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ASCO 2014: Addition of docetaxel to initial hormone therapy substantially improves survival in metastatic, hormone-sensitive prostate cancer

Findings from a federally funded phase III study, E3805, indicate that adding the chemotherapy drug docetaxel to standard hormone therapy extends survival for men with newly diagnosed hormone-sensitive prostate cancer by roughly 10 months.

The survival benefit is even greater for the subset of men with extensive disease spread (high-extent disease).

“Hormone therapy has been a standard treatment for prostate cancer since the 1950s,” said lead study author Christopher Sweeney, MBBS, medical oncologist at the Lank Center of Genitourinary Oncology at the Dana-Farber Cancer Institute in Boston, MA.

“This is the first study to identify a strategy that prolongs survival in newly diagnosed metastatic prostate cancer. The benefit is substantial and warrants this being a new standard treatment for men who have high-extent disease and are fit for chemotherapy.”

Androgen hormones fuel prostate cancer growth.

Hormonal therapy – also called androgen deprivation therapy (ADT) – alone is the standard first-line treatment for hormone-sensitive prostate cancer.

Although ADT is effective, the disease eventually becomes resistant to the therapy in most patients.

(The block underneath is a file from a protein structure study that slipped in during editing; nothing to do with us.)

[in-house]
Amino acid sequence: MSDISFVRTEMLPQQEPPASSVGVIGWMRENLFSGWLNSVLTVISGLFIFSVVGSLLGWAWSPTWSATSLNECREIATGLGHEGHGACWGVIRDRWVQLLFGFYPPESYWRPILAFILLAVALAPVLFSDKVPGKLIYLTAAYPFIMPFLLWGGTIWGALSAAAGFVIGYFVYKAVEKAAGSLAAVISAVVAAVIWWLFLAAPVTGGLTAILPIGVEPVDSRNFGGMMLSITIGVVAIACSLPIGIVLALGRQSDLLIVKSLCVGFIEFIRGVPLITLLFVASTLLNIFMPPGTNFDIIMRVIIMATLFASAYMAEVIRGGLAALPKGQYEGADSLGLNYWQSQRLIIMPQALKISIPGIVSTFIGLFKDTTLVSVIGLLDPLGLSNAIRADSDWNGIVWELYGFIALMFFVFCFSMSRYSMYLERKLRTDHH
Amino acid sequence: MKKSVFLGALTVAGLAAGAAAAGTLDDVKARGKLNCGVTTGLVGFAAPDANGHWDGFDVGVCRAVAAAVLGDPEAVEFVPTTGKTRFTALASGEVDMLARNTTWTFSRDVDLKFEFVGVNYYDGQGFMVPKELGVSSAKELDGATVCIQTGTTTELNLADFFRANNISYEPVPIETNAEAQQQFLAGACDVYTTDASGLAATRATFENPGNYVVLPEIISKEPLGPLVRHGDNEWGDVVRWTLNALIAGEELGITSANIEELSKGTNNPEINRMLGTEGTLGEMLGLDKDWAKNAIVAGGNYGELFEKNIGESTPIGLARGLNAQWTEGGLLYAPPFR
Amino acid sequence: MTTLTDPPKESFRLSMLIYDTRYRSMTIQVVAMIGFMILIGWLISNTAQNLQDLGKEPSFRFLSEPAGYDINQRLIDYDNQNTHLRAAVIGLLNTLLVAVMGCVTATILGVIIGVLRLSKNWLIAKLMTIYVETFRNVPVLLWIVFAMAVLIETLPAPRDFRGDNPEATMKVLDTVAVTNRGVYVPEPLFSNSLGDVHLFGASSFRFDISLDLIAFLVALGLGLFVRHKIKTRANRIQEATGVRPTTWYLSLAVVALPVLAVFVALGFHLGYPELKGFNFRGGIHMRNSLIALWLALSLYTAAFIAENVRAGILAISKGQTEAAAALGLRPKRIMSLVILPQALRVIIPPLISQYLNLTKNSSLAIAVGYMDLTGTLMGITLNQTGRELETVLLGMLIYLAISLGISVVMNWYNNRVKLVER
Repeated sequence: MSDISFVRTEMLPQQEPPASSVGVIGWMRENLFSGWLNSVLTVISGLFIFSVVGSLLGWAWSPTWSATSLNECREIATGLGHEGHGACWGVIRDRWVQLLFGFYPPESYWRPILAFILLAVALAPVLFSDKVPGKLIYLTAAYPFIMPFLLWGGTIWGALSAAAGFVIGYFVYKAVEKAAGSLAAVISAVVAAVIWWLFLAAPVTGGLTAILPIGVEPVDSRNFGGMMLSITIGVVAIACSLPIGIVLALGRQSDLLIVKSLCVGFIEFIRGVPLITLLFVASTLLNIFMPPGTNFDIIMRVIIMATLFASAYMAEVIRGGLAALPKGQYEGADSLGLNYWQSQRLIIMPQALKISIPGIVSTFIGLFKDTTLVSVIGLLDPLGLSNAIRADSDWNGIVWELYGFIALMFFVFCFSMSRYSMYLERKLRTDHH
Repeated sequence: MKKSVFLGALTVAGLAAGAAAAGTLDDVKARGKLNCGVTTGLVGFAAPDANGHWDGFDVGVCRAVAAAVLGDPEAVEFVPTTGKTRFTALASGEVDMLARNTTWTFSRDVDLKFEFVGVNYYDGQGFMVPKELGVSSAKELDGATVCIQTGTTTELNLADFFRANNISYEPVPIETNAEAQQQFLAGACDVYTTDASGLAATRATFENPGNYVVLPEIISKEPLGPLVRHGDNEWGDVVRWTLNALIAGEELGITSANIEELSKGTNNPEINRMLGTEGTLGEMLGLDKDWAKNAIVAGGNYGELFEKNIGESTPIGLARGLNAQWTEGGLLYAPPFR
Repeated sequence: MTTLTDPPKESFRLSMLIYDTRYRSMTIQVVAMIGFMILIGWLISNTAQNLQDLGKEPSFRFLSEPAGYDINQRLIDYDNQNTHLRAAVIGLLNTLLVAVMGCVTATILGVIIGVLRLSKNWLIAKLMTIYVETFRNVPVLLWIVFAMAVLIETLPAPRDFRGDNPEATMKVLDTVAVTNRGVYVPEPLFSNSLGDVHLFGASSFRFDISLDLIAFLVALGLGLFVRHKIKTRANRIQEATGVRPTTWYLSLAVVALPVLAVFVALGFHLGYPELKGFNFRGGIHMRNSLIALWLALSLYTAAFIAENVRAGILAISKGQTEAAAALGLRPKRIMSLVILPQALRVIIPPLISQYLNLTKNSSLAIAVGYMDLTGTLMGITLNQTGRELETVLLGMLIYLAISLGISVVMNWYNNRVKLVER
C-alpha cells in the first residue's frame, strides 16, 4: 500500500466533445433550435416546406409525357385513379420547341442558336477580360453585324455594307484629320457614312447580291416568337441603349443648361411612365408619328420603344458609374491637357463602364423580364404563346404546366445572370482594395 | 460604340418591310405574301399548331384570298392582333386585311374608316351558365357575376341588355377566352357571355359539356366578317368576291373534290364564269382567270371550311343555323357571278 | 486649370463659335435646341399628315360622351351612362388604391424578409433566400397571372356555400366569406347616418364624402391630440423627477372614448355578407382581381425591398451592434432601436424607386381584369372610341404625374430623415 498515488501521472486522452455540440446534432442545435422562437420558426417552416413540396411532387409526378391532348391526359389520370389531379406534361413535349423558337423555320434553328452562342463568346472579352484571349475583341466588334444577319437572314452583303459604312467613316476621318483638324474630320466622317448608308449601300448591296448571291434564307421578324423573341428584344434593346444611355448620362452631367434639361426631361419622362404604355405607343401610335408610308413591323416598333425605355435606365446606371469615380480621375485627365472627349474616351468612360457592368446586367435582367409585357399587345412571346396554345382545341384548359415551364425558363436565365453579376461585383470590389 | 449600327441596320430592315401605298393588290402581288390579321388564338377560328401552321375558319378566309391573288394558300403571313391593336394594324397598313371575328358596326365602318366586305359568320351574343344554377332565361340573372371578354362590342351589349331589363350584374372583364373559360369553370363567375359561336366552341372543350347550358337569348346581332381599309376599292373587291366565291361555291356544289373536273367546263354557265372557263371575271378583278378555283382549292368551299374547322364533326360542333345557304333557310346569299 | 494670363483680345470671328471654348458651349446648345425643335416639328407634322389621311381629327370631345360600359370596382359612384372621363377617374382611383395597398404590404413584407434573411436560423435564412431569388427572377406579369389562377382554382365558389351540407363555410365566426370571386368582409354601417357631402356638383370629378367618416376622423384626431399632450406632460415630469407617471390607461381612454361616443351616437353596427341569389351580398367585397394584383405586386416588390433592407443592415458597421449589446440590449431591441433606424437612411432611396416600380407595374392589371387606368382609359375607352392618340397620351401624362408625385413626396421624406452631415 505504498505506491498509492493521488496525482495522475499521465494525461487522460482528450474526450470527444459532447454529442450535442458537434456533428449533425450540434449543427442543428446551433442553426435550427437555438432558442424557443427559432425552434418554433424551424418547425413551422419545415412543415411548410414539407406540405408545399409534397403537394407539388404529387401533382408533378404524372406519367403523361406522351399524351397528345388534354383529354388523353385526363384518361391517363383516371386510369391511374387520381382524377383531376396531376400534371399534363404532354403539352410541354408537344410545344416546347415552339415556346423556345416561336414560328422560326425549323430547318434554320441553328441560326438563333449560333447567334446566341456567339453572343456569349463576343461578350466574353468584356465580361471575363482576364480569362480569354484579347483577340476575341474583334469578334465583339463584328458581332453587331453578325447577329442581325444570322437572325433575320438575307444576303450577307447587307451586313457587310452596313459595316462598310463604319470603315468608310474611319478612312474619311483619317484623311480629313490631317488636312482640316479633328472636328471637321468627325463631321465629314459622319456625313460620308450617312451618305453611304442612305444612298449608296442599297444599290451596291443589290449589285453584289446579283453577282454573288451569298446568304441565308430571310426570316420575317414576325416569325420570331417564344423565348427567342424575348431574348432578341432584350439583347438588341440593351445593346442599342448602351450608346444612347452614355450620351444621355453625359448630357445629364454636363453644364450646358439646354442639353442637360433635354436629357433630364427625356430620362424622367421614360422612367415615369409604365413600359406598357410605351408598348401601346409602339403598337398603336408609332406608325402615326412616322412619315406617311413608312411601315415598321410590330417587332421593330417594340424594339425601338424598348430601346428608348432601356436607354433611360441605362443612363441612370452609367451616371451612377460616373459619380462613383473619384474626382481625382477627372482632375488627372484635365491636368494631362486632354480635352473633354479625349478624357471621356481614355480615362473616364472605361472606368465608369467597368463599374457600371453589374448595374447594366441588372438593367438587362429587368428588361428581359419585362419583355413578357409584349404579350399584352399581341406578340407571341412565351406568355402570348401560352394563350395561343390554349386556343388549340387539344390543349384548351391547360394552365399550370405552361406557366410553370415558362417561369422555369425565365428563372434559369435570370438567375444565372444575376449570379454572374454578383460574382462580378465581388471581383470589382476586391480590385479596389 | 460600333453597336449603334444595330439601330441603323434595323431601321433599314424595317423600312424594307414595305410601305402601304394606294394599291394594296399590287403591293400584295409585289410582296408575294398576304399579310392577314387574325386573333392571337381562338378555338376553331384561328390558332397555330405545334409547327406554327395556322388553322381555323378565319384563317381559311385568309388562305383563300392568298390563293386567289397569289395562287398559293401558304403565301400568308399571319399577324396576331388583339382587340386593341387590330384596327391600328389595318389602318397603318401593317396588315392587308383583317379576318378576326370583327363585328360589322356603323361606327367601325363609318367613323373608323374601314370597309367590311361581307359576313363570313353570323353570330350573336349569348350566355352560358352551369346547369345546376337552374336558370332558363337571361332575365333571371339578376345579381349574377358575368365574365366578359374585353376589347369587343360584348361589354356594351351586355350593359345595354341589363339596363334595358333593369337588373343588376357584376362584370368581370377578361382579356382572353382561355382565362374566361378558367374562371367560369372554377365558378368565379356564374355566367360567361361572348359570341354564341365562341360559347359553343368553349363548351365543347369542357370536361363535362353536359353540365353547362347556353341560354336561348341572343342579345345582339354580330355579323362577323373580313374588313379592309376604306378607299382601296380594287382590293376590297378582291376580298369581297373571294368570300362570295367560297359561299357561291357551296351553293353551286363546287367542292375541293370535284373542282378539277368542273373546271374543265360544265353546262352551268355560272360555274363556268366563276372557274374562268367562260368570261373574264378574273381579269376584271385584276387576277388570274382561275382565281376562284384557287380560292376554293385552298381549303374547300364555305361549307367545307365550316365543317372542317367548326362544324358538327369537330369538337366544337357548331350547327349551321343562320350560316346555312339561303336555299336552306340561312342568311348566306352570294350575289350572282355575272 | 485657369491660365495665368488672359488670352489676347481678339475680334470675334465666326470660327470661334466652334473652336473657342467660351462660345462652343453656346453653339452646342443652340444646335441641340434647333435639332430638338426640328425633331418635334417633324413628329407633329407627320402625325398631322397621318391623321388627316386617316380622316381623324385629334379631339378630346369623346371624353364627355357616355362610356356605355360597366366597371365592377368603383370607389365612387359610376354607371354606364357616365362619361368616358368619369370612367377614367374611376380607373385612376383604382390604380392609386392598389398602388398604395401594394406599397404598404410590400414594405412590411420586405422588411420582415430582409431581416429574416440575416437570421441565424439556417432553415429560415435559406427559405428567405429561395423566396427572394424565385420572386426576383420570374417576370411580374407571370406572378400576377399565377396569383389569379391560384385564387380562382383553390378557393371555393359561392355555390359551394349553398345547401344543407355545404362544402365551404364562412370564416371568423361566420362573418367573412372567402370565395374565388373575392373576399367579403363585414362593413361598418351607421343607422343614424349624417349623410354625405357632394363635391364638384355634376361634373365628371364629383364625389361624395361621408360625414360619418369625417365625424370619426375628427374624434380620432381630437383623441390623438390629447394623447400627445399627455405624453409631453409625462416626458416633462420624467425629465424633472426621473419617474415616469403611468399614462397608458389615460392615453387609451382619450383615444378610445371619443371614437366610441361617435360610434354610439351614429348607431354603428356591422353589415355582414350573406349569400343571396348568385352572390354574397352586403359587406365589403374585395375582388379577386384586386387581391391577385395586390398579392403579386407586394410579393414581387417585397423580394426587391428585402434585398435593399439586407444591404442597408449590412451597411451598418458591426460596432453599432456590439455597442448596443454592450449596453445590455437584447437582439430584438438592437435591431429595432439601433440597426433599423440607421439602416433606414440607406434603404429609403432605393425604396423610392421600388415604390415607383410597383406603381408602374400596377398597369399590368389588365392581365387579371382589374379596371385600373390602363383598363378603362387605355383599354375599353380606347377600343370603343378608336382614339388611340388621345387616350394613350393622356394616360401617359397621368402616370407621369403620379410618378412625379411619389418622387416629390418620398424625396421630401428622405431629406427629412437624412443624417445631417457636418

About 30,000 patients die of hormone-resistant prostate cancer in the United States every year.

Chemotherapy is typically initiated only after the disease progresses despite ADT.

In this National Cancer Institute-led study, 790 men with newly diagnosed metastatic prostate cancer were randomly assigned to receive either ADT alone or ADT with docetaxel over a period of 18 weeks.

Approximately two-thirds of patients had high-extent disease, meaning that the cancer had spread to major organs and/or the patient had bone metastases.

When the disease worsened, 45 patients in the ADT plus docetaxel group received additional docetaxel.

In the ADT only group, 123 patients received docetaxel at disease progression.

At a median follow-up of 29 months, there were 136 deaths in the ADT-alone group vs. 101 in the ADT plus docetaxel group.

The median overall survival was 44 months in the ADT group and 57.6 months in the ADT plus docetaxel group.

The relative improvement in median overall survival was even larger among the 520 patients with high-extent disease (32.2 months vs. 49.2 months).

The median overall survival for the subset with low-extent disease takes longer to reach as these patients respond better to ADT, and the median survival has not yet been reached.

Docetaxel also delayed disease progression, assessed by either PSA rise or appearance of new metastases or symptom worsening.

At one year, the proportion of patients with PSA levels less than 0.2ng/mL (a PSA level of less than 0.2 is considered a sign of a better remission) was 11.7 percent in the ADT group vs. 22.7 percent in the ADT plus docetaxel group.

The median time to clinical progression (new symptoms or metastases detected on a scan) was 19.8 months in the ADT group vs. 32.7 months in the ADT plus docetaxel group.

This new treatment paradigm will entail earlier, multidisciplinary care involving the collaboration of both urologists and oncologists, who both commonly treat men with prostate cancer, Dr. Sweeney said.

Follow-up of patients will continue to assess survival benefits for patients with low-extent disease.

Quality-of-life data from this study will be analysed and reported at a later time.

Watch the press conference or interview for more.

Source: ASCO

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